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Page 136:-

Directores*, a sort of soldiery supposed to have been employed as guides. The castle which they occupied gave the name which it retains at present, a little corrupted, the Roman appellation to their castlelets being Burgus; and numbers of places abroad, as well as in Britain, retain the name, either simply or in addition, for the same reason, such as Wurtzburg, Ausburg, and others; and the Roman mount at Leyden still preserves the name of the Burgh. - I cannot trace the founder of the present castle: from the square form of its towers, it was certainly of Norman origin, - probably very early, for in 1174 it was garrisoned by the English, and taken by William king of Scotland in an inroad made by him in the absence of our great monarch Henry, but which soon after lost him his liberty, being defeated and taken by some gallant leaders on his retreat from the siege of Alnwick. It had been a considerable place; some square towers remain; the Keep, called Caesar's Tower, is the most considerable. At one side of the castle are the ruins of a rounder, an addition it must have received long after its foundation. It had been protected by vast fosses; those on one side are double, and have between them a high space, possible the very site of the Roman Burgus. This castle was the property of Robert de Veteripont, and passed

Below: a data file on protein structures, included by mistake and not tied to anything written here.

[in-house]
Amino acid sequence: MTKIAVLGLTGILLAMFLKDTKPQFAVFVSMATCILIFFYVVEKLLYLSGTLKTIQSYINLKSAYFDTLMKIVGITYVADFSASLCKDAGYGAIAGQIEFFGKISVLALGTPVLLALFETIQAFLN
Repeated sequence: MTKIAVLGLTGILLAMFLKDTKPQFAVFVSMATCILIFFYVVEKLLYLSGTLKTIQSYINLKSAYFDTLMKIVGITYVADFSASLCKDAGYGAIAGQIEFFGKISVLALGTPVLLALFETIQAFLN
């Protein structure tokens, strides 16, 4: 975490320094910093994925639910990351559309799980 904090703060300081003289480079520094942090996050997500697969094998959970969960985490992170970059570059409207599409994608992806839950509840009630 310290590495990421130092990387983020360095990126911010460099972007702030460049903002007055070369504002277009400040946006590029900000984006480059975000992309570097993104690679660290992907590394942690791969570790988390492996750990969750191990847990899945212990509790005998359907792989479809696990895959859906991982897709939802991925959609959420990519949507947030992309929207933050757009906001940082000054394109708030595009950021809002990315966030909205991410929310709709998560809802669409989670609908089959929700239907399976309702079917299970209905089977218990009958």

through
* See the Notitia in Horsley.
Vegetius, lib.iv. c.10. and the comments on it.

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